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Peter Vaughan: Octogenarian actor in the prime of his life

Peter Vaughan aiming gun in a scene from the 1965 film Fanatic, released in the US as Die! Die! My Darling! - Credit: Getty Images

Best known as Grouty in Porridge, Peter Vaughan was an actor who seemed to get better with age

The Seven Ages of Man speech in Shakespeare’s As You Like It amounts to a career trajectory for all serious actors. The best and luckiest manage to grow old with their audiences, going from playing “the whining schoolboy, with his satchel,” to youthful lovers “sighing like furnace,” and, finally, they get to portray the “second childishness and mere oblivion” of characters in advanced old age.

Peter Vaughan – best known perhaps at Grouty in the television series Porridge – was 84 when I got to meet him and he was making a big success of the Seventh Age. He was promoting a film directed by Frank Oz called Death at a Funeral, which was, in all honesty, hardly his greatest work, but it was work and work is what has always mattered in the acting profession.

I’d lunched with Vaughan’s fellow octogenarian Sir Christopher Lee not long before and he confided in me how irked he had been not to have bagged the part of Mr Stevens Snr, the father of Sir Anthony Hopkins’ repressed butler in The Remains of the Day. Of course, it’s hard now to imagine anyone but Vaughan playing that flinty-eyed old butler, but he conceded it was a fight to get it.

“There are unfortunately a lot of us old guys around,” Vaughan said. “These old codger roles are always scene-stealers and they can define entire careers, so the stakes are high. Actors vying for them are conscious, too, that their time is running out.”

It’s not hard to see why the director James Ivory cast Vaughan as Mr Stevens Snr as that old-school professional, determined to ensure that “everything is in hand,” was not unlike the actor. There was a scene in the film in which a droplet of water fell from his nose into a bowl of soup that he was serving. Vaughan thought nothing of having a painful solution put up his nostril that caused the required droplet to fall precisely on cue. He didn’t even think to ask if it would do him any harm.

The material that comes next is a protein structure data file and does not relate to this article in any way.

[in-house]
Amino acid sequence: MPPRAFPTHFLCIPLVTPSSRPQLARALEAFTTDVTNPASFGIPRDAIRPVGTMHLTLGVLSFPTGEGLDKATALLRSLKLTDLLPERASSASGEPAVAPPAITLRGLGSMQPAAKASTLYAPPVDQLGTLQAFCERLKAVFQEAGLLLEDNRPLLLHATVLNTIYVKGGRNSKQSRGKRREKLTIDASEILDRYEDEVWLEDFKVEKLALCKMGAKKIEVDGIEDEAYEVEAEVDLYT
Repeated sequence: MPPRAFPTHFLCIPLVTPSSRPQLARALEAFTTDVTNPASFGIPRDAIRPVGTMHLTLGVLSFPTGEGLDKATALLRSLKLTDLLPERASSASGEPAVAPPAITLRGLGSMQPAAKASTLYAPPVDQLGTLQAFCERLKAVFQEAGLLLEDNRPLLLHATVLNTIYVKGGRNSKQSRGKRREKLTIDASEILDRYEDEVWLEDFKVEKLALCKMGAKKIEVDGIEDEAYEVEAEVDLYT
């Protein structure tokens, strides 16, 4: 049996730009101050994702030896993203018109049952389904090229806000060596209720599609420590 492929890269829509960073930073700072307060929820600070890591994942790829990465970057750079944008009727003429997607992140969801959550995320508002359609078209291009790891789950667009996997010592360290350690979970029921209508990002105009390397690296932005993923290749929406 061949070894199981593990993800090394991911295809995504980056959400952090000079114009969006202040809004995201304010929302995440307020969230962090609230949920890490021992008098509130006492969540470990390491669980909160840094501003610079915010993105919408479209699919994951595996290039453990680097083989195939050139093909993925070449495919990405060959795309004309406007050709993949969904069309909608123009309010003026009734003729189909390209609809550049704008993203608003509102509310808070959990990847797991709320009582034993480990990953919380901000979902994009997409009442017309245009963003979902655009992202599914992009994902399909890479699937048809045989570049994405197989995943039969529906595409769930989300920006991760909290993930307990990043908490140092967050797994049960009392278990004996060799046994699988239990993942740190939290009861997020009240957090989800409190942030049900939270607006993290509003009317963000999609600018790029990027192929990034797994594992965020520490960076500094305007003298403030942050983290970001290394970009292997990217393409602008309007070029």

Even in comedies, such as the film he was promoting, Vaughan approached the work with deadly seriousness. He said that, while making the thriller Straw Dogs, the director Sam Peckinpah had told him he never wanted to see his actors laughing at each other “because when they are conscious that they are funny they cease to be funny.” He said that he and his wife Lillias had been appalled to see a play in which the actors had broke out into uncontrollable laughter. “It was,” he said coldly, “unprofessional and theatre tickets don’t come cheap.”

Vaughan’s big break had been playing the homosexual character Ed in Joe Orton’s Entertaining Mr Sloane at Wyndham’s Theatre in 1964. It was a brave part at that time, but Vaughan could see the impact it would have. He also liked Orton. “Joe was a one-off. He would always wear army boots, a Chairman Mao jacket and an old War Department gas mask over his shoulder in which he had his meat pie for lunch and his copy of the script. If I asked him about a line, he’d tell me it means whatever I want it to mean. Harold Pinter would say the same thing, and, years later, when I was making the film The Crucible, so did Arthur Miller.”

One critic noted that Vaughan could convey menace reading a weather report. He accepts his “bloody awful war” was probably a factor in how he came across. He served in Normandy and Belgium, as an officer, which he said was “terrifying”. Later, in the Far East, he was at the liberation of Changi jail. “It was a strange way, between the ages of 18 and 24, to form a character,” he said. “I think I was in a daze when I came back to Britain, after seeing what I saw. It took me a while to come to terms with it.”

His first marriage to the actress Billie Whitelaw didn’t last, he reckoned, as he hadn’t been good at communicating emotions. He’d learnt to be “a lot more human” when he married, not long after he parted with Whitelaw in 1966, Lillias Walker, also an actress. That union lasted until his death in 2016 at the age of 93. 

He was working until the very end – his final role was as Maester Aemon in Game of Thrones – and I well remember him scoffing when I mentioned the word “retirement”. This is no time to take it easy – I am in my prime,” he said, quite seriously.